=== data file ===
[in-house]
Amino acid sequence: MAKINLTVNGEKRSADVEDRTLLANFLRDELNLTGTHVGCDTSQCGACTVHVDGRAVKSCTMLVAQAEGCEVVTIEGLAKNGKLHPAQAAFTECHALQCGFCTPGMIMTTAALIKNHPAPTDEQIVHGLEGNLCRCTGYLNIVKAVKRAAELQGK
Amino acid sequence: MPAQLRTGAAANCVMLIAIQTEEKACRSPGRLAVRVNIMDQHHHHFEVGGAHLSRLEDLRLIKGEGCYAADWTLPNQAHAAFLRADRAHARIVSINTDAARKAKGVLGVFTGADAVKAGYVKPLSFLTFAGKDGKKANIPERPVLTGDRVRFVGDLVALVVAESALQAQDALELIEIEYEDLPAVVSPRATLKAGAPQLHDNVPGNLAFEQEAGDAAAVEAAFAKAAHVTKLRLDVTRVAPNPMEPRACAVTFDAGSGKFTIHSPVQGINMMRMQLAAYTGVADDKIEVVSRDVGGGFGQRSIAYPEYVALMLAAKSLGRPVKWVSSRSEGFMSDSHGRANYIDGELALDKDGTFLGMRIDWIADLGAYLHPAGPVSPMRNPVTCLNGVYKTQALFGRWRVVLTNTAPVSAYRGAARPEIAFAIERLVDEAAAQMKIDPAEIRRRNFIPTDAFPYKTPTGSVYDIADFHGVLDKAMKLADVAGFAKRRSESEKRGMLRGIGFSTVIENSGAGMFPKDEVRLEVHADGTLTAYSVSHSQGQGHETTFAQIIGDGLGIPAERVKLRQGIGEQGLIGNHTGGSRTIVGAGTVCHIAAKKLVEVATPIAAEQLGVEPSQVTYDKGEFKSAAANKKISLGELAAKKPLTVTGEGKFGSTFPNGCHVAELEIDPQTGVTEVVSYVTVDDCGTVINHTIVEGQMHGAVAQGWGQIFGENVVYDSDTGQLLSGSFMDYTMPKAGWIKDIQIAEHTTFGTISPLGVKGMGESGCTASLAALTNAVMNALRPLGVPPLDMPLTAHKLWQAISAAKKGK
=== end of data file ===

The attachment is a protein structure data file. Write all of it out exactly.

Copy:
[in-house]
Amino acid sequence: MAKINLTVNGEKRSADVEDRTLLANFLRDELNLTGTHVGCDTSQCGACTVHVDGRAVKSCTMLVAQAEGCEVVTIEGLAKNGKLHPAQAAFTECHALQCGFCTPGMIMTTAALIKNHPAPTDEQIVHGLEGNLCRCTGYLNIVKAVKRAAELQGK
Amino acid sequence: MPAQLRTGAAANCVMLIAIQTEEKACRSPGRLAVRVNIMDQHHHHFEVGGAHLSRLEDLRLIKGEGCYAADWTLPNQAHAAFLRADRAHARIVSINTDAARKAKGVLGVFTGADAVKAGYVKPLSFLTFAGKDGKKANIPERPVLTGDRVRFVGDLVALVVAESALQAQDALELIEIEYEDLPAVVSPRATLKAGAPQLHDNVPGNLAFEQEAGDAAAVEAAFAKAAHVTKLRLDVTRVAPNPMEPRACAVTFDAGSGKFTIHSPVQGINMMRMQLAAYTGVADDKIEVVSRDVGGGFGQRSIAYPEYVALMLAAKSLGRPVKWVSSRSEGFMSDSHGRANYIDGELALDKDGTFLGMRIDWIADLGAYLHPAGPVSPMRNPVTCLNGVYKTQALFGRWRVVLTNTAPVSAYRGAARPEIAFAIERLVDEAAAQMKIDPAEIRRRNFIPTDAFPYKTPTGSVYDIADFHGVLDKAMKLADVAGFAKRRSESEKRGMLRGIGFSTVIENSGAGMFPKDEVRLEVHADGTLTAYSVSHSQGQGHETTFAQIIGDGLGIPAERVKLRQGIGEQGLIGNHTGGSRTIVGAGTVCHIAAKKLVEVATPIAAEQLGVEPSQVTYDKGEFKSAAANKKISLGELAAKKPLTVTGEGKFGSTFPNGCHVAELEIDPQTGVTEVVSYVTVDDCGTVINHTIVEGQMHGAVAQGWGQIFGENVVYDSDTGQLLSGSFMDYTMPKAGWIKDIQIAEHTTFGTISPLGVKGMGESGCTASLAALTNAVMNALRPLGVPPLDMPLTAHKLWQAISAAKKGK